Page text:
On 10.5.2015 5:56, Steven D'Aprano wrote:
You could in addition have:
spam @ eggs @ cheese @ arg # equivalent to spam(eggs(cheese(arg)))
arg | spam | eggs | cheese # equivalent to cheese(eggs(spam(arg)))
Here, arg would thus be recognized as not a function. No. I think it is absolutely vital to distinguish by syntax the difference between composition and function application, and not try to "do what I mean". DWIM software has a bad history of doing the wrong thing.
Every other kind of callable uses obj(arg) to call it: types, functions, methods, partial objects, etc. We shouldn't make function composition try to be different. If I write sqrt@100 I should get a runtime error, not 10.
I don't mind if the error is delayed until I actually try to call the composed object, but at some point I should get a TypeError that 100 is not callable.
That is in fact a part of why I added a function call () to the sketch in my recent post (extended partial operator, there using ->). This way, the composition operator would never do the actual call by itself, but instead make a partial. But I admit that (sqrt@100)() still would give 10, not the runtime error you want (which may indeed cause problems with callable arguments). It only solves half the problem.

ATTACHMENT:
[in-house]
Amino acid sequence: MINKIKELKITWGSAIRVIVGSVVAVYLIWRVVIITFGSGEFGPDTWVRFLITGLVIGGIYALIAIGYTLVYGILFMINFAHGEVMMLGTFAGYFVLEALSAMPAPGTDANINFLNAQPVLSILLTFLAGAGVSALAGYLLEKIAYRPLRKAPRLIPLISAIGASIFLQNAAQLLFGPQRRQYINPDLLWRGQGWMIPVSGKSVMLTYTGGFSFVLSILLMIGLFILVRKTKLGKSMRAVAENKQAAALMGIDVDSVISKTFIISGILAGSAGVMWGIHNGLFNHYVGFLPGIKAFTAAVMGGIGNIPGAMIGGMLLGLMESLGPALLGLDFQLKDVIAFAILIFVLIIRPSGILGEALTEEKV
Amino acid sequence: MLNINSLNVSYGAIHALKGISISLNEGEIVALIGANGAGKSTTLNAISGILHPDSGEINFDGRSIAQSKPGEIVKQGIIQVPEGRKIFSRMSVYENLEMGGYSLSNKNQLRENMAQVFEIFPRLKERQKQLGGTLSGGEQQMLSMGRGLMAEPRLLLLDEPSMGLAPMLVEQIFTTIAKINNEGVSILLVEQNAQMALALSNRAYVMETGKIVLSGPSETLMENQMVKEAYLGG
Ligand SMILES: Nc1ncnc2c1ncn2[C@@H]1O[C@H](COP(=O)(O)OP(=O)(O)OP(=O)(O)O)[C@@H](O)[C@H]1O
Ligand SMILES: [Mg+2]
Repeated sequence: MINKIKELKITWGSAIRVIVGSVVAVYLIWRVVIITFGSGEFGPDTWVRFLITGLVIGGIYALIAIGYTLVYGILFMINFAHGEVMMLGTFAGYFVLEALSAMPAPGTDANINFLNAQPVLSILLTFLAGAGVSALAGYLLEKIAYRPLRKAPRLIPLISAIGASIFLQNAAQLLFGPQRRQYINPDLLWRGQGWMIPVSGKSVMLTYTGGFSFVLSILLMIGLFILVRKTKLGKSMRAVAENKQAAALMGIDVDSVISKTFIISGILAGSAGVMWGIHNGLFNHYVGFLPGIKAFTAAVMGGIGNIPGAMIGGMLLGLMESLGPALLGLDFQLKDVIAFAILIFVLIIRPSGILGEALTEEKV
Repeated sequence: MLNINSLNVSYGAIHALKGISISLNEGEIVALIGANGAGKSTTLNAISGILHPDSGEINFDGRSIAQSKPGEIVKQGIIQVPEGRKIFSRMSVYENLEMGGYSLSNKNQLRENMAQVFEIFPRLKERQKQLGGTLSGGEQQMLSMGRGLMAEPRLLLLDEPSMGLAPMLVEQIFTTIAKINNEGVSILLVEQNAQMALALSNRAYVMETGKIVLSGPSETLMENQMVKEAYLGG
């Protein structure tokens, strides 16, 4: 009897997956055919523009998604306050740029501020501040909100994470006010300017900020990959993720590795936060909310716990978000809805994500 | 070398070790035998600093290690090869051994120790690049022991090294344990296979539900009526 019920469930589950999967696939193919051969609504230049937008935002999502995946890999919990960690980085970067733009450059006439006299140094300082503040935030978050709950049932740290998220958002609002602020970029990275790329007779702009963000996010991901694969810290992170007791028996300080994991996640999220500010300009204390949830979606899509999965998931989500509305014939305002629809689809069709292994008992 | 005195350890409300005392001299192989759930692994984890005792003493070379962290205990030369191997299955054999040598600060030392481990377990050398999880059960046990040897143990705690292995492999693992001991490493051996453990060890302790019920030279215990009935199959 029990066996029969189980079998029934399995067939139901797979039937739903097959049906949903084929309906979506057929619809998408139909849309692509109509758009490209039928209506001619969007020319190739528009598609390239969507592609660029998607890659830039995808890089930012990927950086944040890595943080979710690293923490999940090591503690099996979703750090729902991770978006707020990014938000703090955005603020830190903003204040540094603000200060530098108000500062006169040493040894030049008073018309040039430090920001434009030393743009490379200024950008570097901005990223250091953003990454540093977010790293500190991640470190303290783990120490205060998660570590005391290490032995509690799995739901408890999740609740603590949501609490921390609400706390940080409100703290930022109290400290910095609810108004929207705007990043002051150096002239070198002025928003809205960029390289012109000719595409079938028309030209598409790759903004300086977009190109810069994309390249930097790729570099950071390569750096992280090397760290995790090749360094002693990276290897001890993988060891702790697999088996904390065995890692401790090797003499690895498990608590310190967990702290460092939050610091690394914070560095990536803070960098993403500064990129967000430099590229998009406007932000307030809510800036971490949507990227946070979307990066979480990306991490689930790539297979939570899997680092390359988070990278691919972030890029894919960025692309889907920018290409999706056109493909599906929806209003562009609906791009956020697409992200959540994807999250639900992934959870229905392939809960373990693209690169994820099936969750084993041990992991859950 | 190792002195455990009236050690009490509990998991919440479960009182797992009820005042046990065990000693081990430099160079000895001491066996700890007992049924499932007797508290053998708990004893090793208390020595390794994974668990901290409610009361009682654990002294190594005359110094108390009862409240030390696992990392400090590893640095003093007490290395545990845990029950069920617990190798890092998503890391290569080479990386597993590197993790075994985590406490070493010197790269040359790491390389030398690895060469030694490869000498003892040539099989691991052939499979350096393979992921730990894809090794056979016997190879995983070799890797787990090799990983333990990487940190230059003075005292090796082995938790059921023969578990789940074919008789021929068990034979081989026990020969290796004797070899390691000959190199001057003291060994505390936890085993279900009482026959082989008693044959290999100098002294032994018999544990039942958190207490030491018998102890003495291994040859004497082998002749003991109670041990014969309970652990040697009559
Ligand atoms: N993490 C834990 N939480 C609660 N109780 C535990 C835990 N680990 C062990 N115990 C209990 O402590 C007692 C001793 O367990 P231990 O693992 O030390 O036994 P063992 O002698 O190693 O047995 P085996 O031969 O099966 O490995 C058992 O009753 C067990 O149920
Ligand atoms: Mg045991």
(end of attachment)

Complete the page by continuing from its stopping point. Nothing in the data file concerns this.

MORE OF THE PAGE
Another way to feed the left-to-right | composition from the left would of course be
(feed(x) | spam | eggs | cheese)() # feed would be just def feed(x): return x
But I'm not sure I like it. Luckily, (cheese @ eggs @ spam)(x) does not have this problem. However, if cheese, eggs and spam were matrix transformations, one would write
cheese @ eggs @ spam @ x
But perhaps numpy would want to bridge this gap with extended behavior (allow calling numpy functions with @ or "calling a matrix transformation" with () ). Or perhaps not :).